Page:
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© 1993, The Board of Regents of the University of Nebraska on behalf of the University of Nebraska–Lincoln Extension. All rights reserved.


Disipline is not the same as punishment. Disipline is not what you do to the child, but what you do with and for the child.

There is no magic formula that will answer all disciplinary questions. Nor is there one perfect way to discipline. No method is going to work with every child or in every situation. What we can do is to commit ourselves to a positive approach in our discipline...one that includes respect, clearly defined expectations, setting limits, and using reasonable consequences.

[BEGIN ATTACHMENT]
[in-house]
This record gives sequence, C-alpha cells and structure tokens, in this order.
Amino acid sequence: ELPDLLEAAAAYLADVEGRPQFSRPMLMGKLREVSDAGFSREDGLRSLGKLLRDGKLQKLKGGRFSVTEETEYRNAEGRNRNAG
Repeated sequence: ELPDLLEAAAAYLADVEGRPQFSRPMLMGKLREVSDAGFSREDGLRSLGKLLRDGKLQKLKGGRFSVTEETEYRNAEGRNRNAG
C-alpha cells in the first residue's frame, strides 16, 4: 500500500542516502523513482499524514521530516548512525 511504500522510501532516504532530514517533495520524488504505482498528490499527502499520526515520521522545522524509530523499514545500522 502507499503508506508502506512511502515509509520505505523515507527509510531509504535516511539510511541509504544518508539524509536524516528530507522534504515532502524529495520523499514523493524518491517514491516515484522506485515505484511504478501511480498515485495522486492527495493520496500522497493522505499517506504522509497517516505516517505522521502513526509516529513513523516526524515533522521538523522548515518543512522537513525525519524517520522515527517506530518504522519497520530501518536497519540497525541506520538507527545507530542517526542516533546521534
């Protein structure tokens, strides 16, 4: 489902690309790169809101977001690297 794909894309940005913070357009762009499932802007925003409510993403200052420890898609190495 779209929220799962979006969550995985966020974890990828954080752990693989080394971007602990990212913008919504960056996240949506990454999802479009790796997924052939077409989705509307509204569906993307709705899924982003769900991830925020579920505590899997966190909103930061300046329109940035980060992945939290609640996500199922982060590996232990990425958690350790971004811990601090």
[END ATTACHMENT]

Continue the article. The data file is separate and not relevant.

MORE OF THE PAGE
A positive approach to discipline helps adults and children work together rather than against each other. It preserves a child's dignity and self-esteem while encouraging cooperative, positive, and loving relationships. Learning to use positive discipline is based upon mutual respect and cooperation, which can have a powerful affect on helping a child develop confidence and a strong self image.

The purpose of positive discipline is to teach in such a way that children can develop their inner guidance system so they can function responsibly by themselves. Because adults won't always be around to tell children what to do, we must instill inner discipline and help children develop the ability to think, judge, and make decisions on their own. Youth need to learn self-discipline with little issues so they have the experience and confidence to deal with larger issues later on. This process takes time, but the end product is worth the investment!